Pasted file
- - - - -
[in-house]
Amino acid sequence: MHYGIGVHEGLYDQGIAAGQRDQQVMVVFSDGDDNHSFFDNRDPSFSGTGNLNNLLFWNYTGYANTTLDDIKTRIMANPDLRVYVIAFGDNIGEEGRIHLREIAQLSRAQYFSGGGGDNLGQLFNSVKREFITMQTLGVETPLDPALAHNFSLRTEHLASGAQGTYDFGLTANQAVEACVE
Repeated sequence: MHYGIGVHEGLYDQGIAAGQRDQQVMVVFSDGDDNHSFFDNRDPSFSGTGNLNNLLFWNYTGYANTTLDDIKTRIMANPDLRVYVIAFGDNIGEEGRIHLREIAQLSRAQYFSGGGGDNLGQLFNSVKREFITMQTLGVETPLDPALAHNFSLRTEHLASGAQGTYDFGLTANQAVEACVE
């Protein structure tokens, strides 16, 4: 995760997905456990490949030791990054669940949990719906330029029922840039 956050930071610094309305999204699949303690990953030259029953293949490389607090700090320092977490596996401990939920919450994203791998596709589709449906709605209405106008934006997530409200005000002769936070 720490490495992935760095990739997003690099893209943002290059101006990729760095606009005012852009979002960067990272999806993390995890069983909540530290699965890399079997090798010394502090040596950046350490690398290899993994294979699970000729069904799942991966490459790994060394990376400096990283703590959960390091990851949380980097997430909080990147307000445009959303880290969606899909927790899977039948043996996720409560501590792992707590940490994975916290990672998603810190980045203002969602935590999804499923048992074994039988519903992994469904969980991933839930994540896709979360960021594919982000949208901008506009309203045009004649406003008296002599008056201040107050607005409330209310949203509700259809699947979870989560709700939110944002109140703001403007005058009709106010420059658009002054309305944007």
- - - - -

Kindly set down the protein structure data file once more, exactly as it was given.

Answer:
[in-house]
Amino acid sequence: MHYGIGVHEGLYDQGIAAGQRDQQVMVVFSDGDDNHSFFDNRDPSFSGTGNLNNLLFWNYTGYANTTLDDIKTRIMANPDLRVYVIAFGDNIGEEGRIHLREIAQLSRAQYFSGGGGDNLGQLFNSVKREFITMQTLGVETPLDPALAHNFSLRTEHLASGAQGTYDFGLTANQAVEACVE
Repeated sequence: MHYGIGVHEGLYDQGIAAGQRDQQVMVVFSDGDDNHSFFDNRDPSFSGTGNLNNLLFWNYTGYANTTLDDIKTRIMANPDLRVYVIAFGDNIGEEGRIHLREIAQLSRAQYFSGGGGDNLGQLFNSVKREFITMQTLGVETPLDPALAHNFSLRTEHLASGAQGTYDFGLTANQAVEACVE
């Protein structure tokens, strides 16, 4: 995760997905456990490949030791990054669940949990719906330029029922840039 956050930071610094309305999204699949303690990953030259029953293949490389607090700090320092977490596996401990939920919450994203791998596709589709449906709605209405106008934006997530409200005000002769936070 720490490495992935760095990739997003690099893209943002290059101006990729760095606009005012852009979002960067990272999806993390995890069983909540530290699965890399079997090798010394502090040596950046350490690398290899993994294979699970000729069904799942991966490459790994060394990376400096990283703590959960390091990851949380980097997430909080990147307000445009959303880290969606899909927790899977039948043996996720409560501590792992707590940490994975916290990672998603810190980045203002969602935590999804499923048992074994039988519903992994469904969980991933839930994540896709979360960021594919982000949208901008506009309203045009004649406003008296002599008056201040107050607005409330209310949203509700259809699947979870989560709700939110944002109140703001403007005058009709106010420059658009002054309305944007």